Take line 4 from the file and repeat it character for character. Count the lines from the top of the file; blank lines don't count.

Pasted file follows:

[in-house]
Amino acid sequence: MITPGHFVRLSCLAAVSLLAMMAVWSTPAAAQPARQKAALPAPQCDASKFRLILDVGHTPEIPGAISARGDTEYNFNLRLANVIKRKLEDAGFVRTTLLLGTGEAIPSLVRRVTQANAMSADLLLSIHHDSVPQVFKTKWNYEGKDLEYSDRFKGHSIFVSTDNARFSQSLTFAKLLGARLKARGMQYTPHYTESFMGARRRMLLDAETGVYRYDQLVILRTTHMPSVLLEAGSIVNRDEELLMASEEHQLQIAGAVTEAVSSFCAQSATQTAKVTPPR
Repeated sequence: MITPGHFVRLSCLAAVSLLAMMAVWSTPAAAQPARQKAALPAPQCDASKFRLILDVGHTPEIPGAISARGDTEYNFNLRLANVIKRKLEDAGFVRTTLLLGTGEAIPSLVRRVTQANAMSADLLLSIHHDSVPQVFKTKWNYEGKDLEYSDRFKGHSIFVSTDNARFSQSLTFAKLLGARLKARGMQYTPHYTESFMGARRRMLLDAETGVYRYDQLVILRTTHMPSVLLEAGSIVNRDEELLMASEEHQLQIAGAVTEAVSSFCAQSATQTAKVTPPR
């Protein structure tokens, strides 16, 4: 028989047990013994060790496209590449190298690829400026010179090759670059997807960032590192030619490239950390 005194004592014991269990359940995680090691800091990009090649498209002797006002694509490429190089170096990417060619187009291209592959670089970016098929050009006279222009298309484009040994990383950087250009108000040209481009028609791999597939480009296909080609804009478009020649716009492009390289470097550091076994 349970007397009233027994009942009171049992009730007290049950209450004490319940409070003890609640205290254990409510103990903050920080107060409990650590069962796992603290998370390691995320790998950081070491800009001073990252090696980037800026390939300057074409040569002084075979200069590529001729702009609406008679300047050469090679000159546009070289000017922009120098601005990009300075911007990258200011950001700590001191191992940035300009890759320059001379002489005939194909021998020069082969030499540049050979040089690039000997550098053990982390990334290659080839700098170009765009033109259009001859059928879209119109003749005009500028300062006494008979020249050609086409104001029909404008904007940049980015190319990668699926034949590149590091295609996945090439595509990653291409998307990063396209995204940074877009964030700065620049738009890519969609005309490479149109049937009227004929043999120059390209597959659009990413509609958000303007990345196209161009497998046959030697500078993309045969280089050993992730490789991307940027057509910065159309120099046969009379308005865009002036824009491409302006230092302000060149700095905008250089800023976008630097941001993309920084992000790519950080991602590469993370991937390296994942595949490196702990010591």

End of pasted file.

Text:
């Protein structure tokens, strides 16, 4: 028989047990013994060790496209590449190298690829400026010179090759670059997807960032590192030619490239950390 005194004592014991269990359940995680090691800091990009090649498209002797006002694509490429190089170096990417060619187009291209592959670089970016098929050009006279222009298309484009040994990383950087250009108000040209481009028609791999597939480009296909080609804009478009020649716009492009390289470097550091076994 349970007397009233027994009942009171049992009730007290049950209450004490319940409070003890609640205290254990409510103990903050920080107060409990650590069962796992603290998370390691995320790998950081070491800009001073990252090696980037800026390939300057074409040569002084075979200069590529001729702009609406008679300047050469090679000159546009070289000017922009120098601005990009300075911007990258200011950001700590001191191992940035300009890759320059001379002489005939194909021998020069082969030499540049050979040089690039000997550098053990982390990334290659080839700098170009765009033109259009001859059928879209119109003749005009500028300062006494008979020249050609086409104001029909404008904007940049980015190319990668699926034949590149590091295609996945090439595509990653291409998307990063396209995204940074877009964030700065620049738009890519969609005309490479149109049937009227004929043999120059390209597959659009990413509609958000303007990345196209161009497998046959030697500078993309045969280089050993992730490789991307940027057509910065159309120099046969009379308005865009002036824009491409302006230092302000060149700095905008250089800023976008630097941001993309920084992000790519950080991602590469993370991937390296994942595949490196702990010591």